As music fans we were always into all kinds of different music from all kinds of parts of the world. We were as much into American noise rock and bands like Sonic Youth as we were any of the Britpop things, if not more.

I think we just sound like an English band in inverted commas. I think it doesn't sound too parochial - it could have come from anywhere in a way.

This  tour sold out almost as soon as it was announced - despite the fact that for the last couple of years you haven't really stopped touring - so what's it like when you have that kind of response?

Ideal. It feels like the work you're putting in is paying off. And it's nice to have this expectation of being greeted warmly wherever we go.

Certainly live do you feel like a band who are at the top of your game?

I think we're not far off it. Obviously this thing with Matt came at a time when we hadn't been playing for a while and we were looking forward to a long five-week tour and we felt like by the end of it we'd be flying, but with that it meant that we've not had a real long tour for two or three months.

Bloc Party's Russell in Norwich by Anthony Reed.
Russell: Keeping one eye on the action

That's quite a long time for a band like us. Once we've been playing for a week I think we'll be flying.  

One of your first dates is in Norwich and you've been here a number of times before - what's the response been like here for you?

It's been good. I think we've played that room at the UEA twice before and it's an interesting kind of room because it's all graded out at the sides so it's like a sea of faces going up and around, so you can see everyone in the audience at the same time - that's always a nice interaction.

It's a nice little spot as well and, of course, again we have a link with Norwich with Matt that he studied at UEA for three years so it's a different kind of home-coming for him.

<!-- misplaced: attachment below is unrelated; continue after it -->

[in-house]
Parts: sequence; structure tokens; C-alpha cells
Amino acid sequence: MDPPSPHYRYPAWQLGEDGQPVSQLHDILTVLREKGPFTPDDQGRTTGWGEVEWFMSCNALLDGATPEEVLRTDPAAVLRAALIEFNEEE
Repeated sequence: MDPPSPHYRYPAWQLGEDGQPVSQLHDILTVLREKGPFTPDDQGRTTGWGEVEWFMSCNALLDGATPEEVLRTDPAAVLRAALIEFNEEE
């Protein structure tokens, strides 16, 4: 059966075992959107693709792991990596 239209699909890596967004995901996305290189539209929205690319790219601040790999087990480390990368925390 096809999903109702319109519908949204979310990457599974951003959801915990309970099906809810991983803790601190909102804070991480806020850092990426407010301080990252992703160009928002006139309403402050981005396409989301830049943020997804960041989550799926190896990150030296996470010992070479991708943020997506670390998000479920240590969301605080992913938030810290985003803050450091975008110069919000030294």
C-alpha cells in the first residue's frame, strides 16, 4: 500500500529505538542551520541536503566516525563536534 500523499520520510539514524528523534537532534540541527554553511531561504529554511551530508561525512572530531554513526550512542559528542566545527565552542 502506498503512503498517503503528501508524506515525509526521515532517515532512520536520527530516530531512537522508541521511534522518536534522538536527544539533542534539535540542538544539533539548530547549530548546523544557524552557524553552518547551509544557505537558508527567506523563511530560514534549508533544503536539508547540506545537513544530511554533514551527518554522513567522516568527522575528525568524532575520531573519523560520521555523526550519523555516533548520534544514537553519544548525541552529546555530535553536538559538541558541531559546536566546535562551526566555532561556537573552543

Has he ever taken you to any of his old haunts after the gigs?

I'm not sure if I've ever seen any of the Norwich club scene or anything like that, but he's great for describing different parts of the town where he may have lived or seen - he a good tour guide. He always enjoys that show.

Last year you played some exclusive shows for your fans - why did you choose to do that and have you got any more planned?

Certainly when we went out and did a week of fan club shows, that was as much for us as it was for them. We wanted an opportunity to play new songs in front of the audience and give them a test drive.

When you've got a fan club you can always call on them to turn up whatever you're planning! It's like rent-an-audience almost.

There are always going to be days when we'll do fan club shows and special shows like that - it makes a change for us and it's like a treat really. A little gift.

In the past we've published reviews of your show and there have been comments sent in afterwards about how much care you take to bond with your fans - do you think that will get harder the more high profile you become?

[He laughs] You have to walk the line with that stuff anyway.

If you want to take the time to get round to everyone and chat with fans outside a gig you can't do everyone and do everything.

You just have to hope that there's a hardcore and you'll be able to sign a few autographs and have a little chat.